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Title: Urinary biomarker, dermal, and air measurement results for 2,4-D and chlorpyrifos farm applicators in the Agricultural Health Study.
Authors: Thomas KW,  Dosemeci M,  Hoppin JA,  Sheldon LS,  Croghan CW,  Gordon SM,  Jones ML,  Reynolds SJ,  Raymer JH,  Akland GG,  Lynch CF,  Knott CE,  Sandler DP,  Blair AE,  Alavanja MC
Journal: J Expo Sci Environ Epidemiol
Date: 2010 Mar
Branches: OEEB
PubMed ID: 19240759
PMC ID: PMC3633453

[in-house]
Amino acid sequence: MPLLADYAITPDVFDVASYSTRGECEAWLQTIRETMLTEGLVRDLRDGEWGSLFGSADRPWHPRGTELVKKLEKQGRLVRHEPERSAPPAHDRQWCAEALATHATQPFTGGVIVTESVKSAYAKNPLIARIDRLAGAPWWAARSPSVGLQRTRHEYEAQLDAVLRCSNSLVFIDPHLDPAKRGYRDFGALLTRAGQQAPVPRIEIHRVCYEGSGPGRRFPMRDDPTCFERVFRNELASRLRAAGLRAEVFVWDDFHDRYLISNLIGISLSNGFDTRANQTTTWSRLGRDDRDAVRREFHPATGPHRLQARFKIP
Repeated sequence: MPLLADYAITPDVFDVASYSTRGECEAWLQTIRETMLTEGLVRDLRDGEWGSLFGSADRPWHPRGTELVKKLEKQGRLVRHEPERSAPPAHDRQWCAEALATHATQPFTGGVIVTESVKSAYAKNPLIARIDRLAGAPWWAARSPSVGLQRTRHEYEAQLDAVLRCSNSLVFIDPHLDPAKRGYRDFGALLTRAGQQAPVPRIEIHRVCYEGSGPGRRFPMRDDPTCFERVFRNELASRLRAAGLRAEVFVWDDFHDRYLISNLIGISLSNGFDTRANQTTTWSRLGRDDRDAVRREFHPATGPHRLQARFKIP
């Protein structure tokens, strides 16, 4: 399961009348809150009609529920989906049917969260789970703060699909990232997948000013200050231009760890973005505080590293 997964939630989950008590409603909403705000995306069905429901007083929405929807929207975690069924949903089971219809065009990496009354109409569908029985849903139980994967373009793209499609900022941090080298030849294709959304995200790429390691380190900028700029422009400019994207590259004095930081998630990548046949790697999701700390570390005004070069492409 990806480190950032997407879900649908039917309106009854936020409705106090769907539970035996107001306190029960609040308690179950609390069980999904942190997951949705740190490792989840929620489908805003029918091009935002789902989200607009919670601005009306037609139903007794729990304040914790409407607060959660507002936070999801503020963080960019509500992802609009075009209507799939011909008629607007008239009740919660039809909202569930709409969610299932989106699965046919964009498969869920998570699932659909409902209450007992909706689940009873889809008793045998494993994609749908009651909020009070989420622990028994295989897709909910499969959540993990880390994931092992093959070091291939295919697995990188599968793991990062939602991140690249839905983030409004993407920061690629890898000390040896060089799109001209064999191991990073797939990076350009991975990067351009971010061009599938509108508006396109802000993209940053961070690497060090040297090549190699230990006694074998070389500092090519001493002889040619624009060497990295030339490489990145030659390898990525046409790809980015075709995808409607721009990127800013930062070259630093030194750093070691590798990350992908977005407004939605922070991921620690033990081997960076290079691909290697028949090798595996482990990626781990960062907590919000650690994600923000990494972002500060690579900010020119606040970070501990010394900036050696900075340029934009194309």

Abstract: A subset of private pesticide applicators in the Agricultural Health Study (AHS) epidemiological cohort was monitored around the time of their agricultural use of 2,4-dichlorophenoxyacetic acid (2,4-D) and O,O-diethyl-O-3,5,6-trichloro-2-pyridyl phosphorothioate (chlorpyrifos) to assess exposure levels and potential determinants of exposure. Measurements included pre- and post-application urine samples, and patch, hand wipe, and personal air samples. Boom spray or hand spray application methods were used by applicators for 2,4-D products. Chlorpyrifos products were applied using spray applications and in-furrow application of granular products. Geometric mean (GM) values for 69 2,4-D applicators were 7.8 and 25 microg/l in pre- and post-application urine, respectively (P<0.05 for difference); 0.39 mg for estimated hand loading; 2.9 mg for estimated body loading; and 0.37 microg/m(3) for concentration in personal air. Significant correlations were found between all media for 2,4-D. GM values for 17 chlorpyrifos applicators were 11 microg/l in both pre- and post-application urine for the 3,5,6-trichloro-2-pyridinol metabolite, 0.28 mg for body loading, and 0.49 microg/m(3) for air concentration. Only 53% of the chlorpyrifos applicators had measurable hand loading results; their median hand loading being 0.02 mg. Factors associated with differences in 2,4-D measurements included application method and glove use, and, for hand spray applicators, use of adjuvants, equipment repair, duration of use, and contact with treated vegetation. Spray applications of liquid chlorpyrifos products were associated with higher measurements than in-furrow granular product applications. This study provides information on exposures and possible exposure determinants for several application methods commonly used by farmers in the cohort and will provide information to assess and refine exposure classification in the AHS. Results may also be of use in pesticide safety education for reducing exposures to pesticide applicators.